Crummy Crumb Coating

Decorating By pinchie Updated 17 Jun 2005 , 12:23pm by MrsMissey

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pinchie Posted 11 Jun 2005 , 5:35am
post #1 of 10

Hi There,

I am new to this and probably going to ask a question that's been asked many times (though I did search first).

I'm making some sandal shaped cakes next weekend. I've done a few trial runs and am getting a lot of crumbs in my second coat of icing, so my crumb coating is obviously needing help!

I read here to use a tip and thin icing. Two questions:

1. What tip to use? I see Wilton has one in their catalogue called an icing tip but it looks grooved and it says it doesn't fit a coupler.

2. Should I thin my normal buttercream to crumb coat? I'm using a half shortening/half butter recipe right now.

Okay one more question, I'm considering using a cream cheese frosting instead of a buttercream (I just find it too sweet). Can I pipe with a cream cheese and color it the same way I would with BC? I was hoping not to use an icing that needs to be refrigerated but I suppose I can bring the cakes to room temperature for a few hours.

Thanks in advance. The forums are very helpful.

9 replies
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Lisa Posted 11 Jun 2005 , 11:55am
post #2 of 10

Hi pinchie...

The icer tip is what you want. It's grooved on one side but smooth on the other. It doesn't fit a coupler. To use it, just snip the tip of your bag a little smaller than the icer tip and drop it in. The bigger the bag, the better.

The frosting you crumb coat and frost with should be thinner than what you'd use for decorating.

As for the cream cheese frosting, there is a recipe for a crusting version. That might be the way to go. Search the forums for "cream and cheese and crusting"

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MrsMissey Posted 11 Jun 2005 , 2:27pm
post #3 of 10

If you use the icer tip, you won't need to do a crumb coating! That icer tip is the best invention!! Until you get the icer tip.....after you do your crumb coat, let it crust over (you can even put it in the fridge) before you attempt to put on your next layer of icing. That will help keep the crumbs locked in the crumb coat!

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pinchie Posted 11 Jun 2005 , 3:13pm
post #4 of 10

Thanks for your responses. I will see if Michaels has the tip today. So one coat should be enough with the icer tip? That sounds like a dream. I've been spending way too much time on the crumb coat.

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MrsMissey Posted 11 Jun 2005 , 3:40pm
post #5 of 10

...yep, the icer tip allows you to put it on nice and thick in one go 'round!!

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debsuewoo Posted 11 Jun 2005 , 3:56pm
post #6 of 10

I never used an icer tip until recently. I love it! Now all I need is a big putty knife!


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aunt-judy Posted 14 Jun 2005 , 9:42pm
post #7 of 10

sorry if i sound preachy, but i've iced thousands of cakes, and i've always found that crumb-coating actually causes more crumbing, because with such a thin layer of icing you're more likely to be touching the cake surface, which is what makes crumbs. icon_surprised.gif

try these steps for a cake that you only have to ice once, without crumbs and without using an icer-tip (which you need a huge piping bag to use, and once you cut the bag big enough to accomodate the tip, you can't use it for anything else anyway! icon_eek.gif ):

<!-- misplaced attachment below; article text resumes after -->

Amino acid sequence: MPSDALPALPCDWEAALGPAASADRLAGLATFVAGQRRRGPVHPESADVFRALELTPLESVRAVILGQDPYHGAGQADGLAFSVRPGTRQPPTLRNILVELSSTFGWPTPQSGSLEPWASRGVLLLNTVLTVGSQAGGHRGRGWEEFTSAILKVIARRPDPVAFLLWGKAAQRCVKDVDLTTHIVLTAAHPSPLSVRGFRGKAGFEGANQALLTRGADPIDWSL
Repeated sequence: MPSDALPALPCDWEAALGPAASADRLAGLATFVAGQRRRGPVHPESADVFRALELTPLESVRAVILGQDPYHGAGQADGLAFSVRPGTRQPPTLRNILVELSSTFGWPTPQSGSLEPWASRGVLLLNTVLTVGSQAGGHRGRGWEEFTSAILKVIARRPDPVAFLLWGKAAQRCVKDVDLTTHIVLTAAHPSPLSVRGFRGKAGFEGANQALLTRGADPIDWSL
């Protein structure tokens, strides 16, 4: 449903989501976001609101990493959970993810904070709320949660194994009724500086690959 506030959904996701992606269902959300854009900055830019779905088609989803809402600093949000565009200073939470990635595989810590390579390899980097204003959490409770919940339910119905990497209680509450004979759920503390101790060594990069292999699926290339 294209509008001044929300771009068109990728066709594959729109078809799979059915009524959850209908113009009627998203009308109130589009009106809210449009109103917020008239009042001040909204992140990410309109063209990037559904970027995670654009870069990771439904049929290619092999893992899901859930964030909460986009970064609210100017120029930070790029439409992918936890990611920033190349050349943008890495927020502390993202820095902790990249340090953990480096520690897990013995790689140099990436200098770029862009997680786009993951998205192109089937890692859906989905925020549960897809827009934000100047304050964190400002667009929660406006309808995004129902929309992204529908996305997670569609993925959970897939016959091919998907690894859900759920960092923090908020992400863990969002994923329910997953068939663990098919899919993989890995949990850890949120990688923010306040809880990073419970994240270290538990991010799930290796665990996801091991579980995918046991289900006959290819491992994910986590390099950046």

1) fill your cake and brush off any serious crumbs, but don't disturb the surface -- then freeze the cake for about an hour (or at least refridgerate it). cold cake is firm cake and firm cake is your friend (to say nothing of improving the stability of soft, shifty fillings).
2) stir your icing to knock the air out of it.
3) place a large amount of icing on the top, and work it around the top and down the sides. don't dig into the icing -- keep the palette knife on top of the icing, and add more icing as needed (think of it like using the knife to work a thick piece of fabric onto a 3-d shape, rather than like applying spackle to a wall). as you work, wipe off any excess icing from your knife into the edge of your bowl, and then wipe the blade clean with a damp towel. a clean knife will give you a clean, smooth surface. you should be vertically building up the edges of the cake so that the top can be leveled by stroking from the side, across the top toward the center ( and removing excess icing), and you can get nice square corners (if the cake is square) and create a level top where it might not have been square or level to begin with. good luck! thumbs_up.gif

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potatocakes Posted 16 Jun 2005 , 8:20pm
post #8 of 10

I never crumbcoat. I basically ice my cakes just like aunt-judy described. It's so fast and easy. I think the trick is making sure your icing is thin enough so it won't lift back off the cake when you run your knife over it. Good luck! icon_smile.gif

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pinchie Posted 17 Jun 2005 , 4:39am
post #9 of 10

Thanks for all the feedback. I do have an icer tip and 2 big cakes to ice. I'm thinking I'll try both methods and see which works better for me.

Any suggestions for an icing to use instead of bc? I have bc ready to go but I wanted to do a cream cheese instead. Will this be harder to work with? I have the crusting recipe.

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MrsMissey Posted 17 Jun 2005 , 12:23pm
post #10 of 10

Cream cheese can be a little harder to work with because it gets soft so least that is true of the cream cheese icing recipes I have used! Try putting your cakes in the fridge to get nice and cold before trying to ice with the cream cheese icing, it does help!

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